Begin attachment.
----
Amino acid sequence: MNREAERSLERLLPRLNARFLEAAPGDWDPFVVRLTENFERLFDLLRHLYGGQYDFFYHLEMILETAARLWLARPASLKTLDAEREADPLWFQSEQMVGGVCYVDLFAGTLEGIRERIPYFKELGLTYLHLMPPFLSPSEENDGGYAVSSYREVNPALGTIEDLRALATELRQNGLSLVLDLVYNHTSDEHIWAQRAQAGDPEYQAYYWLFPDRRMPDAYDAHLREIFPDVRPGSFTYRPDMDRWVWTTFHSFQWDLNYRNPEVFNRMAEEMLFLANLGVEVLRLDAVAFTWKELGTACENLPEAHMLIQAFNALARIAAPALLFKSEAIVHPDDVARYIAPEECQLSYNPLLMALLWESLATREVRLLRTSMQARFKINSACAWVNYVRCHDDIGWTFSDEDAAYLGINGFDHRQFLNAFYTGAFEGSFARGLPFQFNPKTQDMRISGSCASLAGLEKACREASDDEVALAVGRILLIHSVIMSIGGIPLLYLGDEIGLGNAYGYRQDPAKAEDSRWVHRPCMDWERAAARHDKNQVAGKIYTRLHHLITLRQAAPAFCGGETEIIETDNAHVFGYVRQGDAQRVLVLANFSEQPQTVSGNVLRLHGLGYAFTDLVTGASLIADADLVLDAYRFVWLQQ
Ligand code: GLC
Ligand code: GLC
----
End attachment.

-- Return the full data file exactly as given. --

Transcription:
Amino acid sequence: MNREAERSLERLLPRLNARFLEAAPGDWDPFVVRLTENFERLFDLLRHLYGGQYDFFYHLEMILETAARLWLARPASLKTLDAEREADPLWFQSEQMVGGVCYVDLFAGTLEGIRERIPYFKELGLTYLHLMPPFLSPSEENDGGYAVSSYREVNPALGTIEDLRALATELRQNGLSLVLDLVYNHTSDEHIWAQRAQAGDPEYQAYYWLFPDRRMPDAYDAHLREIFPDVRPGSFTYRPDMDRWVWTTFHSFQWDLNYRNPEVFNRMAEEMLFLANLGVEVLRLDAVAFTWKELGTACENLPEAHMLIQAFNALARIAAPALLFKSEAIVHPDDVARYIAPEECQLSYNPLLMALLWESLATREVRLLRTSMQARFKINSACAWVNYVRCHDDIGWTFSDEDAAYLGINGFDHRQFLNAFYTGAFEGSFARGLPFQFNPKTQDMRISGSCASLAGLEKACREASDDEVALAVGRILLIHSVIMSIGGIPLLYLGDEIGLGNAYGYRQDPAKAEDSRWVHRPCMDWERAAARHDKNQVAGKIYTRLHHLITLRQAAPAFCGGETEIIETDNAHVFGYVRQGDAQRVLVLANFSEQPQTVSGNVLRLHGLGYAFTDLVTGASLIADADLVLDAYRFVWLQQ
Ligand code: GLC
Ligand code: GLC